I also wonder how “liberal” and “conservative” are defined in this kind of study. If “conservatives” favour Loyalty, Authority and Sanctity, then how could they support the modern Conservative Party, which seems committed to radical change and has long favoured that most disruptive of institutions, the free market? Today’s Conservative Party is basically a mix of classical liberals with Tory Leninists. Are there any serious Conservative politicians now who could declare, with Lord Salisbury, that “Whatever happens will be for the worse, and therefore it is in our interest that as little should happen as possible”?

When the former Communist Party of East Germany (now “Die Linke”) argued, a couple of elections back, that everyone should have a job for life in the town where they were born, I remember thinking, with a shock, that this was quite the most conservative policy on offer.

Where now is the kind of conservative party that would stand up for the parish church, the local pub, and the village shop?

Basil Chamberlain
Basil Chamberlain
2 years ago

This science sounds highly parochial and not very convincing. An attempt to explain the specific circumstances of partisan politics in the last few years via reference to the structures of the brain (which presumably haven’t changed that much) must be wanting. The giveaway sentence is “our slide into political polarisation”. Something has recently changed; and it’s rather unlikely that that something is human physiology.

Liberals and conservatives, socialists and free marketeers, didn’t generally see themselves as members of opposing tribes, nor did they usually anathemise each other, even as recently as the 1990s. They saw themselves as people who had principled differences of opinion. Of course, what has actually changed is the media landscape, which increasingly encourages partisan polarisation and mutual hatred.

Sheryl Rhodes
Sheryl Rhodes
2 years ago

You have put a very logical point to it–partisan politics have changed drastically and it’s very unlikely that our brains, as they present at birth, have changed at all. Your sense of our new polarization and lack of common ground that has been in the works since roughly the 1990s exactly echoes my post above—except you managed to express it much more concisely.

J Cor
J Cor
2 years ago

“a conservative outlook is also correlated with generally higher disgust sensitivity (the ‘yuck reaction’).”

I call BS on this. These people are the ones who refuse to wear masks. I’d like to take a look at this study and see just how well-designed it really was.

Peter KE
Peter KE
2 years ago

I have tried to place a different view but have been blocked.

David Barnett
David Barnett
2 years ago

That false dichotomy between nurture and nature! I think it is a fair hypothesis that nature might predispose us to certain thought patterns, which can then be reinforced by our thought environment (including the “echo-chambers” in which we choose to locate ourselves).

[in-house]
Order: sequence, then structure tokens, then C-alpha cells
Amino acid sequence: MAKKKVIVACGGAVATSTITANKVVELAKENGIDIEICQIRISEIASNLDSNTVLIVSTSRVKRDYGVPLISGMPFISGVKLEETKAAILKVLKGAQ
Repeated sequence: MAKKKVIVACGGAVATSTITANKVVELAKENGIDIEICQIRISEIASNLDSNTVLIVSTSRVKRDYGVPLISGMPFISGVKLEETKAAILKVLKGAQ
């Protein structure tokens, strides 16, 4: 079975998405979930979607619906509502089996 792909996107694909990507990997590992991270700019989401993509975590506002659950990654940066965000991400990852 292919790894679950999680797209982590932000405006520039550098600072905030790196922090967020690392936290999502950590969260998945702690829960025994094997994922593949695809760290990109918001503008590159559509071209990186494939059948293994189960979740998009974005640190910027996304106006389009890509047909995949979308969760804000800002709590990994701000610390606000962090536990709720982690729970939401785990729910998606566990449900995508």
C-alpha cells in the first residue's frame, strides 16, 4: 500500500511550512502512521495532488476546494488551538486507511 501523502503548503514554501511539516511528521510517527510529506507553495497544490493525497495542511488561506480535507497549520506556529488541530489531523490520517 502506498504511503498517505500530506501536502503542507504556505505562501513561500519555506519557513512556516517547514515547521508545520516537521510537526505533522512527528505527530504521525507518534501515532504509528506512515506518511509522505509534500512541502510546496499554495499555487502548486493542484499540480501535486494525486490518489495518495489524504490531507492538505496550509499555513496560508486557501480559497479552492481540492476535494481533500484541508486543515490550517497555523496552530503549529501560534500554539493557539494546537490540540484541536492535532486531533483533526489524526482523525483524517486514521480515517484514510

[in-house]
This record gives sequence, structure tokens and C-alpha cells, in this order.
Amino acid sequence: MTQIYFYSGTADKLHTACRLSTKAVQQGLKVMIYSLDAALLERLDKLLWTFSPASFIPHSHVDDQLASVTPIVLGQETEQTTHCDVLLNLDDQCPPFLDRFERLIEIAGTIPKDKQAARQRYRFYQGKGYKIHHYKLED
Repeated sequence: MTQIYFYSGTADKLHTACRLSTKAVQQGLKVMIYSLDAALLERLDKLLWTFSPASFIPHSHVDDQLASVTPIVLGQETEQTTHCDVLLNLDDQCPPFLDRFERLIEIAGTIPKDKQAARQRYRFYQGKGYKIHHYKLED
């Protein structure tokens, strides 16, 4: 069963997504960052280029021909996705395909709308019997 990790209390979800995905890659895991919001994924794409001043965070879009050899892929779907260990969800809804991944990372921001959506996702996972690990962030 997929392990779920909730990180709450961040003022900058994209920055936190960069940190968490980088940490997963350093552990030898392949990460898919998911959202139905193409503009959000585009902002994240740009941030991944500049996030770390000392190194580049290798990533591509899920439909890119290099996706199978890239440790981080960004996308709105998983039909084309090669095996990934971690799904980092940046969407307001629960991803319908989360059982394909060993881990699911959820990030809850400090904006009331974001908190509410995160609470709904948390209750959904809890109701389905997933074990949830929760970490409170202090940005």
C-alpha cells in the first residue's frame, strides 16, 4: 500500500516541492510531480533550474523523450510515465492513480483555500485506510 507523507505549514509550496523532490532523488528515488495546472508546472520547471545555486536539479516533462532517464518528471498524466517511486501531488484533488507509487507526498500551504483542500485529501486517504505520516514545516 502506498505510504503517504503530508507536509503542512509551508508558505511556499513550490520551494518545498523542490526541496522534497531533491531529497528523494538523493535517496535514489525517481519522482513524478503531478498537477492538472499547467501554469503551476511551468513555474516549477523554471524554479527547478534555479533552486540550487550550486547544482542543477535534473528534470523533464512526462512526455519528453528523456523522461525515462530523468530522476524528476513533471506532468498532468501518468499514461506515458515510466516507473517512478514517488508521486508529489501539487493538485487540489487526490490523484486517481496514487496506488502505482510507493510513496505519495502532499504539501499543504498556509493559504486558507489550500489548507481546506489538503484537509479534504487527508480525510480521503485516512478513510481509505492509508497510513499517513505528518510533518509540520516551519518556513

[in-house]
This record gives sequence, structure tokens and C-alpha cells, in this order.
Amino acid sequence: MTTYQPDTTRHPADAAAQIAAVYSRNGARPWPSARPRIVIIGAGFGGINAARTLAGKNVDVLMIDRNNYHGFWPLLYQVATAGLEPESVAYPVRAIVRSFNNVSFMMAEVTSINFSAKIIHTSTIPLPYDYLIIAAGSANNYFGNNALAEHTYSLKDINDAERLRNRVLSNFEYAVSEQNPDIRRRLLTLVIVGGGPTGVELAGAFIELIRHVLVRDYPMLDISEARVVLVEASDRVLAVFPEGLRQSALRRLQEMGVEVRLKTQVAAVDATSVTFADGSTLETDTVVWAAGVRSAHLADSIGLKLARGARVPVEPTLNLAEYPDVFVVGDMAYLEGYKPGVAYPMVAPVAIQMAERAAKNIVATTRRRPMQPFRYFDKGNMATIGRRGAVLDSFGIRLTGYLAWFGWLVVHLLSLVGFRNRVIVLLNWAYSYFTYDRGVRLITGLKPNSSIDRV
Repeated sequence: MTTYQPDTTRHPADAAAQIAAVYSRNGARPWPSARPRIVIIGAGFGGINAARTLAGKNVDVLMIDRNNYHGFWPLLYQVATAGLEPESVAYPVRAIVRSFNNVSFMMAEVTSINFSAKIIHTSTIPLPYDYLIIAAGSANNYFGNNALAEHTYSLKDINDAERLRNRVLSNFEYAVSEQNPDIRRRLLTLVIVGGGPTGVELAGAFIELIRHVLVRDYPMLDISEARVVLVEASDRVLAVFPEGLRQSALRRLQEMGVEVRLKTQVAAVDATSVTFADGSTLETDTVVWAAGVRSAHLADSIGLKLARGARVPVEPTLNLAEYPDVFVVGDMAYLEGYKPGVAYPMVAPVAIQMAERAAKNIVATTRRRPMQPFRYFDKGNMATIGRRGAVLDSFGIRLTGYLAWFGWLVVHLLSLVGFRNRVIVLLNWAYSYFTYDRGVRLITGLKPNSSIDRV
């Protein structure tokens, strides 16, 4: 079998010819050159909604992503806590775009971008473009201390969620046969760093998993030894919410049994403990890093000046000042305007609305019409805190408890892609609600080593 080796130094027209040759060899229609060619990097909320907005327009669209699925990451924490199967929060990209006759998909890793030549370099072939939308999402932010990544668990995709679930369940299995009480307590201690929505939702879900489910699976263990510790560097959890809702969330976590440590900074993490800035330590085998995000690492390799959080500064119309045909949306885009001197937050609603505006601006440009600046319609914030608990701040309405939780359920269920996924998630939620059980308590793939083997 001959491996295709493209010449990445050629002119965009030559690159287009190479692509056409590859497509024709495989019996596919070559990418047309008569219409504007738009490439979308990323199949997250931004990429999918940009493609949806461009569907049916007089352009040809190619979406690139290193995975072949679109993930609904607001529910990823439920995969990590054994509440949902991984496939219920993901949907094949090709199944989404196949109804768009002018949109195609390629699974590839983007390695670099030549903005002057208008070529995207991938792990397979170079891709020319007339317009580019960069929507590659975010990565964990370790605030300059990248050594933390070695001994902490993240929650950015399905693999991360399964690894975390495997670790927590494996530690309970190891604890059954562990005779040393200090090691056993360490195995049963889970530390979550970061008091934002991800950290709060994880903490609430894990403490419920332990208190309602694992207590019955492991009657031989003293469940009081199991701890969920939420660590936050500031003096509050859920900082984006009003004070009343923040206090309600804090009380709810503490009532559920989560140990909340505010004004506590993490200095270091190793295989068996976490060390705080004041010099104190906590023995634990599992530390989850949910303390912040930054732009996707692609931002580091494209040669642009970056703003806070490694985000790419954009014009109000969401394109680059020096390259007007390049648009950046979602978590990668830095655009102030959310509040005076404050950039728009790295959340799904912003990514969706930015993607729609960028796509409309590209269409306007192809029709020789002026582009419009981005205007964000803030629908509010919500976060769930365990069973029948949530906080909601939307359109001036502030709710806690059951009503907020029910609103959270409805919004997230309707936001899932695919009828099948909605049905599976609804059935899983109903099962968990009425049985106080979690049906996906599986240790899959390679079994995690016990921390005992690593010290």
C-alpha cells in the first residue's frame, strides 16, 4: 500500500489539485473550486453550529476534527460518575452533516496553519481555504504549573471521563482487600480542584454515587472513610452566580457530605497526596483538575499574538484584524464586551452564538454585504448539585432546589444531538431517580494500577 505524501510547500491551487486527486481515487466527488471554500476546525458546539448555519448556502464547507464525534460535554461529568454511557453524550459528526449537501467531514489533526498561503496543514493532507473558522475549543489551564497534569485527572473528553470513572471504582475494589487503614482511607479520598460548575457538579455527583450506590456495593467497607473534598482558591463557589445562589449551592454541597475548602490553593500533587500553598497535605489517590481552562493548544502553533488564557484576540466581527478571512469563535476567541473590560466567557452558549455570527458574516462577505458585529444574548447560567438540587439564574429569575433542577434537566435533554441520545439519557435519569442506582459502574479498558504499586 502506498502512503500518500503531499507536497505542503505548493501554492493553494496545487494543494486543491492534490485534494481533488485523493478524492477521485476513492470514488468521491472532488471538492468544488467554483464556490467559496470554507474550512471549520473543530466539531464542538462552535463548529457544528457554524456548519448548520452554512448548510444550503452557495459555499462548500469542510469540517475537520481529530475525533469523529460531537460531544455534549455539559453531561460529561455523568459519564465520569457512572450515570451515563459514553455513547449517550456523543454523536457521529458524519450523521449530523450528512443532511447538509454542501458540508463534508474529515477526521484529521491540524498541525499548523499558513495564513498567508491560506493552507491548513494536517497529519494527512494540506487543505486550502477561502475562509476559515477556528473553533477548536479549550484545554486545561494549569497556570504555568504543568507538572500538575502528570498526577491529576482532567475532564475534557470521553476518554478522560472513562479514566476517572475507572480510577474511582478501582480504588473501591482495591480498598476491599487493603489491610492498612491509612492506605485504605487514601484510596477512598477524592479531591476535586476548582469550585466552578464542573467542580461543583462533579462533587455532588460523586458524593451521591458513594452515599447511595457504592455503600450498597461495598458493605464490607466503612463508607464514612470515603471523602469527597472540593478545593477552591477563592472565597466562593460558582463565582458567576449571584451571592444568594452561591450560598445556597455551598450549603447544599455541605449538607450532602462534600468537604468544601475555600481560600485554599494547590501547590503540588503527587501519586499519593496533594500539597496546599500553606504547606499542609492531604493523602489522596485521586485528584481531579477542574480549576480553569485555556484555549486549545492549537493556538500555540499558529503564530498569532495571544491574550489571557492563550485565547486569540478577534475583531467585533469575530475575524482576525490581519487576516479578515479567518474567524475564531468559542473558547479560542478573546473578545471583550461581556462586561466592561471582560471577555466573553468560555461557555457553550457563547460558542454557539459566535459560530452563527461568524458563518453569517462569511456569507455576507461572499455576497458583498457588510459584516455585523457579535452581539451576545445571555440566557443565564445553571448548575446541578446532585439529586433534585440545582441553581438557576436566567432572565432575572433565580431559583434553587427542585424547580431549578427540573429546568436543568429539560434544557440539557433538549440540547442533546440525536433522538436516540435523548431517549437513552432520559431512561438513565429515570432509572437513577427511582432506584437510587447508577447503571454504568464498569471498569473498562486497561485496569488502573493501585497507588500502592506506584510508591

That means it is possible to persuade people to switch even entrenched positions.

One barrier to changing one’s ideas is the degree to which one invests one’s self-identity in one’s opinion set. If one believes strongly one is one’s opinions, then even hearing a contrary view feels like an attack on one’s very being and makes one viscerally uncomfortable.

For my part, I regard my opinions as possessions that I have (rather than being in any sense the essence of me), so can discard those which are found to be faulty. Very helpful to me as a physicist, but also in my political thinking.

Basil Chamberlain
Basil Chamberlain
2 years ago
Reply to  David Barnett

When I was young, I was always struck by how much more difficult it seemed to be to have a honest political debate with Americans than with my compatriots. The Americans I knew always seemed to take political disagreements as a personal attack, whereas most of my British friends were happy to explore principled disagreements in a more abstract and impersonal way.

It has been rather dismaying,during the last two decades, to see the regrettable personalisation of American political disputes make its way, like Coca-cola and Hollywood movies, to these shores.

Mark Corby
Mark Corby
2 years ago

I am rather surprised the ‘Americanisation’ of the UK has taken so long.
We have in effect been a Client Sate of the US since 1916, when Balfour had to beg for financial assistance to continue and win the war. The first chairman of the Fed, Paul Warburg had done the sums and realised we were on the cusp of bankruptcy.
Our servile position was hammered home at the Washington Disarmament Conference of 1921, and the near simultaneous severing of the 1904 Anglo-Japanese Naval Alliance.
In June 1934 US very kindly allowed us to cease repayment of our still outstanding War Debt. We still ‘owe’ about £200Bn.
Come 1939, your namesake quite correctly sought to avoid war because he knew we could not pay for it.
However this did not discourage WSC who had lived his life on the brink of penury. Thus by late 1940 we were, yet again, grovelling before our US master for yet another ‘loan’. Then we had the 1946 Stafford Cripps bail out and finally the largest single tranche of Marshall Aid.
Thus, we blithely describe this as, the ‘Special Relationship’.

Peter KE
Peter KE
2 years ago

This is pathetic piece. Let’s not focus on conservatism but the true evil of our world the left.
Socialism needs to be eradicated, it is dictatorial and anti society, really just dictatorship such as china and russia. Pure evil exists in china, they even want to obstruct an investigation into the cov-19 crisis. We need retribution against this evil.